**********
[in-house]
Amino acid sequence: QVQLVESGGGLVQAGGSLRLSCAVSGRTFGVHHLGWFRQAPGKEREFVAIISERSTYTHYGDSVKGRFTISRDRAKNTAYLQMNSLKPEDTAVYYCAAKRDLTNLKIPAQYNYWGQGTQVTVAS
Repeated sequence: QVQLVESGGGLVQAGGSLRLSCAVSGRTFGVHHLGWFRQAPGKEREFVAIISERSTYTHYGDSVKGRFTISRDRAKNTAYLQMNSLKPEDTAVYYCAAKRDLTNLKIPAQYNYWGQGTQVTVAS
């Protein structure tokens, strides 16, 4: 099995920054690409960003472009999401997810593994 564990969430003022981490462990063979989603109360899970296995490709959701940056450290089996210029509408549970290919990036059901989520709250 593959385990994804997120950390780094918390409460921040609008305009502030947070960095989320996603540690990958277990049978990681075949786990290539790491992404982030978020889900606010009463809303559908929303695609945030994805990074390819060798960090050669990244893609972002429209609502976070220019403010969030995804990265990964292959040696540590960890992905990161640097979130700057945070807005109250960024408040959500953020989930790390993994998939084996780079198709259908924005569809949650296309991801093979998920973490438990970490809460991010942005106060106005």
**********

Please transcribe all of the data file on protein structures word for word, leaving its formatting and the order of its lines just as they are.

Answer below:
[in-house]
Amino acid sequence: QVQLVESGGGLVQAGGSLRLSCAVSGRTFGVHHLGWFRQAPGKEREFVAIISERSTYTHYGDSVKGRFTISRDRAKNTAYLQMNSLKPEDTAVYYCAAKRDLTNLKIPAQYNYWGQGTQVTVAS
Repeated sequence: QVQLVESGGGLVQAGGSLRLSCAVSGRTFGVHHLGWFRQAPGKEREFVAIISERSTYTHYGDSVKGRFTISRDRAKNTAYLQMNSLKPEDTAVYYCAAKRDLTNLKIPAQYNYWGQGTQVTVAS
């Protein structure tokens, strides 16, 4: 099995920054690409960003472009999401997810593994 564990969430003022981490462990063979989603109360899970296995490709959701940056450290089996210029509408549970290919990036059901989520709250 593959385990994804997120950390780094918390409460921040609008305009502030947070960095989320996603540690990958277990049978990681075949786990290539790491992404982030978020889900606010009463809303559908929303695609945030994805990074390819060798960090050669990244893609972002429209609502976070220019403010969030995804990265990964292959040696540590960890992905990161640097979130700057945070807005109250960024408040959500953020989930790390993994998939084996780079198709259908924005569809949650296309991801093979998920973490438990970490809460991010942005106060106005």